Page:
|Centuries:||2nd century – 3rd century – 4th century|
|Decades:||240s 250s 260s – 270s – 280s 290s 300s|
|Years:||273 274 275 – 276 – 277 278 279|
|276 by topic|
|State leaders – Sovereign states|
|Birth and death categories|
|Births – Deaths|
|Establishment and disestablishment categories|
|Establishments – Disestablishments|
|Ab urbe condita||1029|
|Chinese calendar||乙未年 (Wood Goat)
2972 or 2912
— to —
丙申年 (Fire Monkey)
2973 or 2913
|Coptic calendar||−8 – −7|
|- Vikram Samvat||332–333|
|- Shaka Samvat||198–199|
|- Kali Yuga||3377–3378|
|Iranian calendar||346 BP – 345 BP|
|Islamic calendar||357 BH – 356 BH|
|Minguo calendar||1636 before ROC
|Seleucid era||587/588 AG|
|Thai solar calendar||818–819|
|Wikimedia Commons has media related to 276.|
Year 276 (CCLXXVI) was a leap year starting on Saturday (link will display the full calendar) of the Julian calendar. At the time, it was known as the Year of the Consulship of Tacitus and Aemilianus (or, less frequently, year 1029 Ab urbe condita). The denomination 276 for this year has been used since the early medieval period, when the Anno Domini calendar era became the prevalent method in Europe for naming years.
- Emperor Tacitus doubled the silver content of the aurelianianus and halved its tariffing to 2.5 d.c. carry the value marks X.I.
- Marcus Annius Florianus defeats the Goths and Alans who have invaded Asia Minor. Tacitus dies of illness or is murdered at Tyana in Cappadocia.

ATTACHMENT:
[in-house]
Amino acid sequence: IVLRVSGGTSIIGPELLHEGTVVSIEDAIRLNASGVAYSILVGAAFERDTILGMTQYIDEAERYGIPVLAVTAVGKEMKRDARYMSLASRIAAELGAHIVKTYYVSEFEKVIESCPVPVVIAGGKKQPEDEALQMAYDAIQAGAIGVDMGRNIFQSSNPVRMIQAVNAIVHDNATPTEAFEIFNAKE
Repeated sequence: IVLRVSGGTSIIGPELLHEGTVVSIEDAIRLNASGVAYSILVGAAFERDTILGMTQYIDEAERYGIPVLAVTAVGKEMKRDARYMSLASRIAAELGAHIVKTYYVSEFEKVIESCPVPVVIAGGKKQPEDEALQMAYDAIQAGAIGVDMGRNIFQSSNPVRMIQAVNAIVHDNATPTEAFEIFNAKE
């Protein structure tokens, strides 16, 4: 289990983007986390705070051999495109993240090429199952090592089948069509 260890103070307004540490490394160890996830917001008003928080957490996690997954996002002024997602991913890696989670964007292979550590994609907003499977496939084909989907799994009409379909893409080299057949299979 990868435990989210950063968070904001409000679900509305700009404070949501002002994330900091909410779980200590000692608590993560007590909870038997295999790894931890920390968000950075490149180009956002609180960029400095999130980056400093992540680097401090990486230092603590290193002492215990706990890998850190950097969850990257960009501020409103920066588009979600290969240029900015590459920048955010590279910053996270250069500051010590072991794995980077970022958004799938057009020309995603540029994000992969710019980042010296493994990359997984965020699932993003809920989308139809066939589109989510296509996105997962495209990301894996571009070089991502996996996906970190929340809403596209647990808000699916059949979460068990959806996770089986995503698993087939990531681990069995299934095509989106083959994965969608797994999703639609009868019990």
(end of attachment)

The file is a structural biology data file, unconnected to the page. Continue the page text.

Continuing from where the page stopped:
- Florianus becomes Roman Emperor; he breaks off his campaign against the Heruli and marches from the Bosporus with support from the Roman legions in Britain, Gaul, Spain and Italy to fight an indecisive battle with Marcus Aurelius Probus in Cilicia.
- Florianus holds power for some weeks, but is assassinated by his own troops near Tarsus (Turkey). Probus, age 44, is proclaimed new Emperor of Rome.
- Probus appoints Marcus Aurelius Carus to Prefect of the Praetorian Guard, he returns the aurelianianus to the standard and official tariffing of Aurelian.
- King Bahram I of Persia dies after a 3-year reign in which the Zoroastrian priests at Ctesiphon (Iran) put pressure on him to persecute Buddhists, Christians and Manichaeans. He is succeeded by his son Bahram II.
- Reign of Mahasena in Ceylon. Orthodox and unpopular, he tries to introduce Mahayana Buddhism to the country.
- Mani, a sage from Persia, dies at Gundeshapur after 30 years of preaching his "heresy" at the court of the late Sassanian king Shapur I and on long journeys to Khorasan, India and China. He is executed or allowed to die in prison, and claims to be a prophet of God. Mani combines Zoroastrian dualism with Christian theology and his disciples gain wide support for Manichaeism despite opposition from Byzantine and Roman Emperors.
- Gregory the Elder, bishop of Nazianzus (approximate date)
- Guo Pu, Chinese writer (d. 324)
- Jin Yuandi, emperor of the Jin Dynasty (d. 323)
- Wang Dao, statesman of the Jin Dynasty (d. 339)
- Bahram I, king of Persia
- Mani, prophet and founder of Manichaeism
- Marcus Annius Florianus, Roman Emperor
- Marcus Claudius Tacitus, Roman Emperor